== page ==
Turkeys, wild or native, and excellent to eat, are merely bustards.
Australia is a land of handsome eagles and eagle-hawks. Shepherds detest them, because of the inroads they make upon their lambs, whose delicate flesh these raptorials too much appreciate. They are, for their sins, condemned to be poisoned with arsenic—rather a pity from a sentimental point of view. I have often come across their nests, usually on the summit of lofty dead trees. They are immense, composed of as many twigs and branches as would fill a wagon.
The coasts, rivers, and lakes swarm with wild-fowl, including the graceful black swan, whose beak appears to have been dipped in red sealing-wax.
Then there is a most amusing and sociable bird, called the native-companion--a great crane, four feet high, and very useful in waging deadly war against insects. Like the rest of its family, it indulges in the most ridiculous dancing movements with its long legs and in eccentric twistings of its bill. It has, also, a nasty habit of darting its beak — a sharp and unerring weapon at anything shiny, and thus bright-eyed children peering at them through the bars of aviaries have sometimes been deprived of their sight.
Cockatoos in their native fastnesses are interesting. But to get a chance of studying them you must set out very early in the morning, for they are intensely wary, and while taking their fill in a field of corn—of which they destroy much more than they eat—they place a sentinel on guard. If you can approach a flock without being seen, you will be amused by their playfulness and funny, discordant chatter. One would think that every topic of the antipodean day — the price of wool, the latest test match, the chances of much-needed rain, &c.—was under discussion, especially that of the continued and abhorred encroachment of man upon their domain, though as a matter of fact this would give them, as a satisfactory " set-off," a greater number of orchards and fields of grain.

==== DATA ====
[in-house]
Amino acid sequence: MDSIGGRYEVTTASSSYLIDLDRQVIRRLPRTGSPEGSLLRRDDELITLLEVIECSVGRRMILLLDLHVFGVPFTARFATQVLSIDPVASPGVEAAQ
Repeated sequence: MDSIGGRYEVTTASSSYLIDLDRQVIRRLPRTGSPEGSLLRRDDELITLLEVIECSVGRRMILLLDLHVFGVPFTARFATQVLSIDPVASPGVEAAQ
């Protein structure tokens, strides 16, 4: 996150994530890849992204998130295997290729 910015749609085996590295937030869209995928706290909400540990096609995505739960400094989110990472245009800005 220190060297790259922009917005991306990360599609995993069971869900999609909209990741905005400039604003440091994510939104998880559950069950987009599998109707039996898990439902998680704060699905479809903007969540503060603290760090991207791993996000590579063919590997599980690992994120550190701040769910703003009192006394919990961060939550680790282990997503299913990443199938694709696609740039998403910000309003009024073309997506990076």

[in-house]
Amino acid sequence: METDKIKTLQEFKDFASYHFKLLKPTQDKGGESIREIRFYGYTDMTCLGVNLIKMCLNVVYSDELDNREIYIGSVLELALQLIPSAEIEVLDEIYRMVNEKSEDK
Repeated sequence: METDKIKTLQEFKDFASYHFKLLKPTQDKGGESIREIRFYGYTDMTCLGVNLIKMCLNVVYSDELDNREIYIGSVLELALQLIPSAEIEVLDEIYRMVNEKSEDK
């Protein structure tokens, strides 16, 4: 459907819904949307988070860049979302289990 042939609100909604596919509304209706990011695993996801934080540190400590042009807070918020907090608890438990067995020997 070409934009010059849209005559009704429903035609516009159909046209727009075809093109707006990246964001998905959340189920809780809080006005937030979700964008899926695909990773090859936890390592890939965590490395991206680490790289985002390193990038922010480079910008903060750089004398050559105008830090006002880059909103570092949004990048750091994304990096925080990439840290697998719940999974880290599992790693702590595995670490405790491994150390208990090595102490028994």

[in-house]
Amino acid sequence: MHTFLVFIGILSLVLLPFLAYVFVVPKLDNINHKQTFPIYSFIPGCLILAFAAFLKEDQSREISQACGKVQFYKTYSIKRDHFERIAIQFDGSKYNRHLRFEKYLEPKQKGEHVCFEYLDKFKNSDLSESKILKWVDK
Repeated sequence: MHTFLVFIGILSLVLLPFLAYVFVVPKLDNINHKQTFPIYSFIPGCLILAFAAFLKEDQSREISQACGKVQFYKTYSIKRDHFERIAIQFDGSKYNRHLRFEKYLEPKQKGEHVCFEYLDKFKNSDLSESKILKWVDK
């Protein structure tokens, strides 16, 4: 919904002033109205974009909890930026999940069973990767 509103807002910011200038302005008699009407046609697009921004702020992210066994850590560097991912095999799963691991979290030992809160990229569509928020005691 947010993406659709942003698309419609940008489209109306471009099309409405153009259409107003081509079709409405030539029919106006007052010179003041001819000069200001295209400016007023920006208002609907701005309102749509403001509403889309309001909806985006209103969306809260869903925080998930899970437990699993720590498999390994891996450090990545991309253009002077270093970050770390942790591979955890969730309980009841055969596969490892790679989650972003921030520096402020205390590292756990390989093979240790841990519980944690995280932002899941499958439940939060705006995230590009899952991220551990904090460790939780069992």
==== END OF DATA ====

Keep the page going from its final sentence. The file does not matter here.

There are several kinds of cockatoos. The great black, red-crested cockatoos, rarely seen in captivity; the sulphur-crested, the rose-coloured cockatoo, &c.— all alike in being noisy and tiresome, and in having beady black eyes devoid of any expression save that of astonishment.
That beautiful creature, the bower, or satin-bird, is seldom seen. Its plumage is like glossy black satin. Hence its alternative name. In the light its feathers have a play of colour similar to that of the raven. This extraordinary bird builds itself a kind of tunnel-nest and play-ground combined, and decorates it — it is composed of twigs — with feathers and any glittering thing it can get hold of.
The lyre-bird is well known for most travelers take home a set of the sixteen peculiar-formed tail-feathers, so like an ancient harp.